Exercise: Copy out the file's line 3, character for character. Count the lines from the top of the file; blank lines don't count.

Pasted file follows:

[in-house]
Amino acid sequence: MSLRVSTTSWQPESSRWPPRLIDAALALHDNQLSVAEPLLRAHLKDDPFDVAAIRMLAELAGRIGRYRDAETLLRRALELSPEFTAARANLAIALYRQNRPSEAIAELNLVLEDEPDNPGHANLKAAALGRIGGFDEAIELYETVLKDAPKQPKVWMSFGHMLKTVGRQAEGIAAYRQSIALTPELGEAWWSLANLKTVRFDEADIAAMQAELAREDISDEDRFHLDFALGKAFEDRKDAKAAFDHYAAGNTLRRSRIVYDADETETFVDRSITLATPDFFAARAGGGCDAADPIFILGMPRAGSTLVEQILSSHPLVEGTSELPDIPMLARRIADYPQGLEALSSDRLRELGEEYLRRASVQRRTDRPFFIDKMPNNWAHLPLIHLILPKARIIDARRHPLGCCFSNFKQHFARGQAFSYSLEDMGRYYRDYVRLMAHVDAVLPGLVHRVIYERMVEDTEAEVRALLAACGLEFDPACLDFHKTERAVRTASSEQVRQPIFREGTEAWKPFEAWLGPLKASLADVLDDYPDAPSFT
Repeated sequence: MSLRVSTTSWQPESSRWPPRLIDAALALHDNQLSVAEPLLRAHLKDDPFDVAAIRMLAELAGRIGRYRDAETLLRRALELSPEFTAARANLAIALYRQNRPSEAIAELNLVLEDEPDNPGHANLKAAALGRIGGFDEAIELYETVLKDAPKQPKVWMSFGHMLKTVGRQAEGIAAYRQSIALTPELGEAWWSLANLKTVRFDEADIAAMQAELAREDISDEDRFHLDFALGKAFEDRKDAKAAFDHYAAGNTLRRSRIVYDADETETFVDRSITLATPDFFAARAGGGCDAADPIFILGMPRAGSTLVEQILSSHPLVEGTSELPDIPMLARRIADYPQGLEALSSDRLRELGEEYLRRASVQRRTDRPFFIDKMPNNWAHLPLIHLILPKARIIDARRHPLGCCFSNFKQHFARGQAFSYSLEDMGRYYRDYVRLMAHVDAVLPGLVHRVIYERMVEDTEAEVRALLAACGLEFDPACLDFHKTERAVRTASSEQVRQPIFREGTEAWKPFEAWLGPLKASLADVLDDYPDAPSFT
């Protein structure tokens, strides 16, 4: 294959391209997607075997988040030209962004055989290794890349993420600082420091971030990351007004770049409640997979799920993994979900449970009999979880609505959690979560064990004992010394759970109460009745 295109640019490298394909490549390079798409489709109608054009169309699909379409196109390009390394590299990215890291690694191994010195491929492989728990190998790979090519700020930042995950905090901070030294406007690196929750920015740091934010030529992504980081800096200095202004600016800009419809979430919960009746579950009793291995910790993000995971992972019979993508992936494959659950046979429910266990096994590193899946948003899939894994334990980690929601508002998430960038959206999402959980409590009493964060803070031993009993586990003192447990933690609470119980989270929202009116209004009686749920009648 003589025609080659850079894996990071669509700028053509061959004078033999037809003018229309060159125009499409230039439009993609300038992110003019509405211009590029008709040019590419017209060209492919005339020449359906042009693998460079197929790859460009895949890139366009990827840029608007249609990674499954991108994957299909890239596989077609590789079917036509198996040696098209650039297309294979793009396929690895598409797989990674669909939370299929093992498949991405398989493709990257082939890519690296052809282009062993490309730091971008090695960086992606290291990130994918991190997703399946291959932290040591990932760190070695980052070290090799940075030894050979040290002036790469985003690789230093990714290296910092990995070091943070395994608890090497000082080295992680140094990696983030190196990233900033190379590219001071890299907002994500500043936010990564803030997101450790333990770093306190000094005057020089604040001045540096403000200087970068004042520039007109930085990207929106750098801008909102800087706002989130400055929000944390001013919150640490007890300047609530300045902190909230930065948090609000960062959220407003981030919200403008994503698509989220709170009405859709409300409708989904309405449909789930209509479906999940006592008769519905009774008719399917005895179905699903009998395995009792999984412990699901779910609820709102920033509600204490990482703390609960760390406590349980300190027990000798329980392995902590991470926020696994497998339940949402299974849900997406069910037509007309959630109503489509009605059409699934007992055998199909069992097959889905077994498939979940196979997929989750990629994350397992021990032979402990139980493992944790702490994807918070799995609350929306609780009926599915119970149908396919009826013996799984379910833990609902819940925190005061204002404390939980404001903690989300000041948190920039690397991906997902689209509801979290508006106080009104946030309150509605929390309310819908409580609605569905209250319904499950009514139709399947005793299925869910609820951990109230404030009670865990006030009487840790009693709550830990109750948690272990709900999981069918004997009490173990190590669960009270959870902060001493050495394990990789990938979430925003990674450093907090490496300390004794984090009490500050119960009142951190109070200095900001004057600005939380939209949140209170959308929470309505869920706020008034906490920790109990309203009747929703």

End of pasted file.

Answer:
Repeated sequence: MSLRVSTTSWQPESSRWPPRLIDAALALHDNQLSVAEPLLRAHLKDDPFDVAAIRMLAELAGRIGRYRDAETLLRRALELSPEFTAARANLAIALYRQNRPSEAIAELNLVLEDEPDNPGHANLKAAALGRIGGFDEAIELYETVLKDAPKQPKVWMSFGHMLKTVGRQAEGIAAYRQSIALTPELGEAWWSLANLKTVRFDEADIAAMQAELAREDISDEDRFHLDFALGKAFEDRKDAKAAFDHYAAGNTLRRSRIVYDADETETFVDRSITLATPDFFAARAGGGCDAADPIFILGMPRAGSTLVEQILSSHPLVEGTSELPDIPMLARRIADYPQGLEALSSDRLRELGEEYLRRASVQRRTDRPFFIDKMPNNWAHLPLIHLILPKARIIDARRHPLGCCFSNFKQHFARGQAFSYSLEDMGRYYRDYVRLMAHVDAVLPGLVHRVIYERMVEDTEAEVRALLAACGLEFDPACLDFHKTERAVRTASSEQVRQPIFREGTEAWKPFEAWLGPLKASLADVLDDYPDAPSFT